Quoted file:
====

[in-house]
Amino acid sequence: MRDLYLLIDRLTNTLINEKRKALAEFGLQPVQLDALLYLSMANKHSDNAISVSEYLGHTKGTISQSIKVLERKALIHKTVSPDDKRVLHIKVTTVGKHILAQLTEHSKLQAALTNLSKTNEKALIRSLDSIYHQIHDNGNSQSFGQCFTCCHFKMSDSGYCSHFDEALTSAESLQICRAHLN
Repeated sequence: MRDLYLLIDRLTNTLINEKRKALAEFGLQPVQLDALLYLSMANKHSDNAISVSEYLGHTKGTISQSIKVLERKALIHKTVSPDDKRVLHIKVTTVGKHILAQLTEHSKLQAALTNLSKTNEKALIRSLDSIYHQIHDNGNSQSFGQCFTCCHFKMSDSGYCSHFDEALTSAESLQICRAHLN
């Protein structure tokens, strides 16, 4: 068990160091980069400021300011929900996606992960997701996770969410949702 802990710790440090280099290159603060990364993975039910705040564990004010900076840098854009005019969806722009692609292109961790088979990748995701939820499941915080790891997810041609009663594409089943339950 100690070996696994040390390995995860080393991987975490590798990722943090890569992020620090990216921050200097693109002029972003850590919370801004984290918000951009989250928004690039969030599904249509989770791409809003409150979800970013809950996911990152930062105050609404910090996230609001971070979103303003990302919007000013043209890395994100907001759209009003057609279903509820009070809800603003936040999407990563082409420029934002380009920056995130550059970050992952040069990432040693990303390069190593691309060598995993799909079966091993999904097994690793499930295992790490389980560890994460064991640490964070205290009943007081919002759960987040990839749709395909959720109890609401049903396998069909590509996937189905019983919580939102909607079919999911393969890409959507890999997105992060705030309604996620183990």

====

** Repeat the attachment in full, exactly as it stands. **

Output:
[in-house]
Amino acid sequence: MRDLYLLIDRLTNTLINEKRKALAEFGLQPVQLDALLYLSMANKHSDNAISVSEYLGHTKGTISQSIKVLERKALIHKTVSPDDKRVLHIKVTTVGKHILAQLTEHSKLQAALTNLSKTNEKALIRSLDSIYHQIHDNGNSQSFGQCFTCCHFKMSDSGYCSHFDEALTSAESLQICRAHLN
Repeated sequence: MRDLYLLIDRLTNTLINEKRKALAEFGLQPVQLDALLYLSMANKHSDNAISVSEYLGHTKGTISQSIKVLERKALIHKTVSPDDKRVLHIKVTTVGKHILAQLTEHSKLQAALTNLSKTNEKALIRSLDSIYHQIHDNGNSQSFGQCFTCCHFKMSDSGYCSHFDEALTSAESLQICRAHLN
């Protein structure tokens, strides 16, 4: 068990160091980069400021300011929900996606992960997701996770969410949702 802990710790440090280099290159603060990364993975039910705040564990004010900076840098854009005019969806722009692609292109961790088979990748995701939820499941915080790891997810041609009663594409089943339950 100690070996696994040390390995995860080393991987975490590798990722943090890569992020620090990216921050200097693109002029972003850590919370801004984290918000951009989250928004690039969030599904249509989770791409809003409150979800970013809950996911990152930062105050609404910090996230609001971070979103303003990302919007000013043209890395994100907001759209009003057609279903509820009070809800603003936040999407990563082409420029934002380009920056995130550059970050992952040069990432040693990303390069190593691309060598995993799909079966091993999904097994690793499930295992790490389980560890994460064991640490964070205290009943007081919002759960987040990839749709395909959720109890609401049903396998069909590509996937189905019983919580939102909607079919999911393969890409959507890999997105992060705030309604996620183990």